20 Common Myths About Airplanes You Need to Stop Believing
Busting these super-common airplane myths will no doubt make you feel safer every time you fly.
Don't fall for all those scary airplane scenes in movies
Of all the things your flight attendant won't tell you, perhaps the most curious is that airplane travel is now safer than ever. In fact, 2017 saw no fatalities resulting from commercial airline crashes, and a quick look at statistics compiled by the Aviation Safety Network reveals that even as traveling by airplane has become increasingly widespread, the number of fatal accidents has been on a downward trend. Accordingly, many of the scary stories and worrisome warnings you've heard are no longer true (or never were in the first place).
Now, just go ahead and try to open that cabin door
You may have heard stories of passengers threatening to exit midflight through a cabin door and worried that something terrible could happen to everyone on board. Fact is, a commercial aircraft door can't be opened during a flight, according to Dan Boland, airline pilot and founder of Holidayers travel website. Doing so would require "superhuman strength." To mystery buffs who wonder how to reconcile this with the story of hijacker, DB Cooper (who in 1971 may or may not have have parachuted to freedom midflight between Portland and Reno), we can say only that in 2018, no one is exiting a commercial airplane midflight. Take a look at the real reasons behind these weird airplane safety rules.
Don't fret those little holes in the window
Boland assures us that no one has ever been sucked out of an airplane due to a hole in a window—or anywhere else. First, airplanes are designed with small holes in the windows; they regulate cabin pressure. Second, even an unplanned hole (such as a bullet hole) wouldn't pose a danger, Boland says. "You'd have a rush of air into the cabin, followed by oxygen masks dropping. Then you'd notice it getting colder and louder. But that's it. No danger of being sucked out." Find out where the safest seat on an airplane is—and other airplane facts you've always wondered.
Speaking of oxygen masks...
Conspiracy theorists will tell you that oxygen masks don't have an oxygen supply at all. They're wrong, according to Boland. "In the rare event an airplane were to lose pressure, you'd lose consciousness within 45 seconds and die within minutes," and we know that's not what happens. That said, your mask provides only about 12 minutes worth of oxygen, according to Bobby Laurie, flight attendant-turned-travel-expert and host of televisions' The Jet Set. However, that's more than enough time for the pilot to descend to a breathable altitude. Don't miss the 7 hidden airplane features you never knew existed.
Another oxygen conspiracy gets debunked
Some people believe that airplane cabins are deliberately low on oxygen in order to calm the passengers into a sleepy state, but nothing could be further from the truth, says Boland. "Pilots share the same air as passengers, so if this were true, we'd be falling asleep too." The real reasons for in-flight fatigue have more to do with boredom, motion, and the fact that the cabin pressurization makes it slightly more difficult for human lungs to use oxygen. The smell doesn't help, either; to keep yourself clean, never do these things in an airplane bathroom.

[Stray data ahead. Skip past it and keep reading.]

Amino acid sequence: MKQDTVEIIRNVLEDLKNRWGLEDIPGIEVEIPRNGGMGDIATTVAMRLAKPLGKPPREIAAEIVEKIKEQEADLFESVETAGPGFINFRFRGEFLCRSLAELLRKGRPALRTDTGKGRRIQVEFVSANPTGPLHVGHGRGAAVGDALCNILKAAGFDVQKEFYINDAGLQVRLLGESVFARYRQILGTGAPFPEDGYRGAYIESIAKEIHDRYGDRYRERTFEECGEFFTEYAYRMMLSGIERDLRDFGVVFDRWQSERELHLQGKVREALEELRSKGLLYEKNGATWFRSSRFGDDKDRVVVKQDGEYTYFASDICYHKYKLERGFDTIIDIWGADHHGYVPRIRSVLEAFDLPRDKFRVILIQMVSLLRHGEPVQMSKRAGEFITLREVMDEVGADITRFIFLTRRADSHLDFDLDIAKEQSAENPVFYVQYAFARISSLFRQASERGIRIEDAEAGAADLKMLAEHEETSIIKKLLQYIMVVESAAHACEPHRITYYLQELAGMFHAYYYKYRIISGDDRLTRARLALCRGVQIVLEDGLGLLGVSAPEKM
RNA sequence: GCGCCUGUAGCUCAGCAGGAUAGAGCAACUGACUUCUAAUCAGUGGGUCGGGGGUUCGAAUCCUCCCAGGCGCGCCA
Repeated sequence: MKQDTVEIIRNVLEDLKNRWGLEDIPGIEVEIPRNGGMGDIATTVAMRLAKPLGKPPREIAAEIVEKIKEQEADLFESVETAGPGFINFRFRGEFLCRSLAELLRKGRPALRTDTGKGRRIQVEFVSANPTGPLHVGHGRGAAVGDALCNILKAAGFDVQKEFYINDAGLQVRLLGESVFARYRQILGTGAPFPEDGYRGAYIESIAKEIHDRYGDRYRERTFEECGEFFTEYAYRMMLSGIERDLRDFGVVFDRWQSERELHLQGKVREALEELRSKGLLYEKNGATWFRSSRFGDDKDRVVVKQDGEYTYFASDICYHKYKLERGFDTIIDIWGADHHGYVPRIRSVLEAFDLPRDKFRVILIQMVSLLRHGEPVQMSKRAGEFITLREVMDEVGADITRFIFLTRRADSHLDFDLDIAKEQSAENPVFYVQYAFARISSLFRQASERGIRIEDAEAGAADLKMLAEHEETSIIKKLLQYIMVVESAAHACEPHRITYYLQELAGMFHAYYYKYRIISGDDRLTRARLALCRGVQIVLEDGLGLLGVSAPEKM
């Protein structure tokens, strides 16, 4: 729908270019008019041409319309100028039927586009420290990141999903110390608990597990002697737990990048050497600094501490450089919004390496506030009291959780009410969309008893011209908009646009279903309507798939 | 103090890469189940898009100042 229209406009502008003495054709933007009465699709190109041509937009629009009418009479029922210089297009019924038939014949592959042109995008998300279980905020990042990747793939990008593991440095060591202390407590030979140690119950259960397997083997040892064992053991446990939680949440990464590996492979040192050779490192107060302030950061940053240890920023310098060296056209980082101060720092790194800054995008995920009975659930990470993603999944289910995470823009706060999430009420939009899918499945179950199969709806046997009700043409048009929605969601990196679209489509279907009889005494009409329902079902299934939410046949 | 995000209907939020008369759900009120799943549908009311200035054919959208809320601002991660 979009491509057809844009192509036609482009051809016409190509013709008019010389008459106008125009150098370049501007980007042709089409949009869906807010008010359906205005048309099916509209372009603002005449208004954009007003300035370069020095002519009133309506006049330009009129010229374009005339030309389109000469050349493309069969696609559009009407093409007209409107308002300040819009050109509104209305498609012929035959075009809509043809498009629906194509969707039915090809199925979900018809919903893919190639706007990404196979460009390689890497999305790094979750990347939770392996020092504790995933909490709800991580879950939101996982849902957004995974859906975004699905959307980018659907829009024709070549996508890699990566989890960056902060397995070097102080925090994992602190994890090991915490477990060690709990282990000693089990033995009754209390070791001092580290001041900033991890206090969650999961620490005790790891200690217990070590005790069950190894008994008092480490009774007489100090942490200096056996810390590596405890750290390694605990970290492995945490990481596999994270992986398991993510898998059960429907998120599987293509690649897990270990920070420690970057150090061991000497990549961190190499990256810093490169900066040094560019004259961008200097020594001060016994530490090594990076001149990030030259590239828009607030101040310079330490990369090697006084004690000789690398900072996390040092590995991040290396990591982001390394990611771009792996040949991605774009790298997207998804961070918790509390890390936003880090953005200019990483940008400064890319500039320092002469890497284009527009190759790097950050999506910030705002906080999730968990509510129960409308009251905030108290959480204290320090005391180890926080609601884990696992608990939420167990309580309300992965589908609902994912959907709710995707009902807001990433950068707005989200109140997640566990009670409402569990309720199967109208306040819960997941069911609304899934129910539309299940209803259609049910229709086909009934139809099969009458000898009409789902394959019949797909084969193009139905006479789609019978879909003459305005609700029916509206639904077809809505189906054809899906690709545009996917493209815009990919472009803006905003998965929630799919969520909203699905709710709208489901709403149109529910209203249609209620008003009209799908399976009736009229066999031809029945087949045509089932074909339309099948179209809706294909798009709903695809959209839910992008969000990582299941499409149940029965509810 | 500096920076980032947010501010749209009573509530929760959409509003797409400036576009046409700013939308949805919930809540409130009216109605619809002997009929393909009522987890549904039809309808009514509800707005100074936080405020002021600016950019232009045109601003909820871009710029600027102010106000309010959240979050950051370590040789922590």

Turn off your handheld device, but not for the reason you think
Keeping your cell phone on during takeoff and landing will not interfere with the plane's navigation, says Boland. The real reason you're asked to turn off your devices is that you should be paying attention during takeoff and landing—to the safety speech and in case anything should go wrong that requires your action," says Matt Guidice, operator of Matt's Flights, a cheap-travel email subscription service. Here's more things airlines keep from you.
No, you won't see it raining pee and poop
It's time to put to rest the nasty rumor that pilots empty the toilet waste mid-flight, Boland tells Reader's Digest. "The only waste that we can physically dump out the plane is water, and only through the flight attendant galley sinks." To do otherwise would run the risk of something sticking to the aircraft and causing navigation problems." Besides, it's just totally nasty, and it doesn't happen.
Yet another toilet myth, and it sucks
Yes, the toilets suck hard when you flush, Boland admits. But is it true that if you flush while sitting down, your insides will get sucked right out of you? Heck no. The only way this could ever happen is if you were to somehow "miraculously" form the perfect seal of skin to seat while the flushing were continuous. Neither of these is possible. In fact, the toilet seats are designed to prevent a perfect seal from forming.
The cabin air isn't your enemy
A recent survey conducted by Honeywell found that nearly half of respondents were under the impression that cabin air makes people sick, presumably because it recycles people's germs. While Boland admits "the dry cabin air supports germ spread," the fact remains that the air is changed once every three minutes, with "60 percent recycled through hospital grade filters that remove 95 percent of bacteria, and 40 percent dedicated to cooling the computers and cargo holds. These are the 11 things traveling on a plane does to your body.
Pilots don't have parachutes
While germs may be airborne before they are filtered from the cabin, you can be sure that your pilot will not be airborne under any circumstances. "Why do people believe that pilots have parachutes?" Boland wonders. "Even if we did, we couldn't escape an aircraft mid-flight" (as discussed earlier), "and besides, our job is to protect and safely fly our passengers to their destination."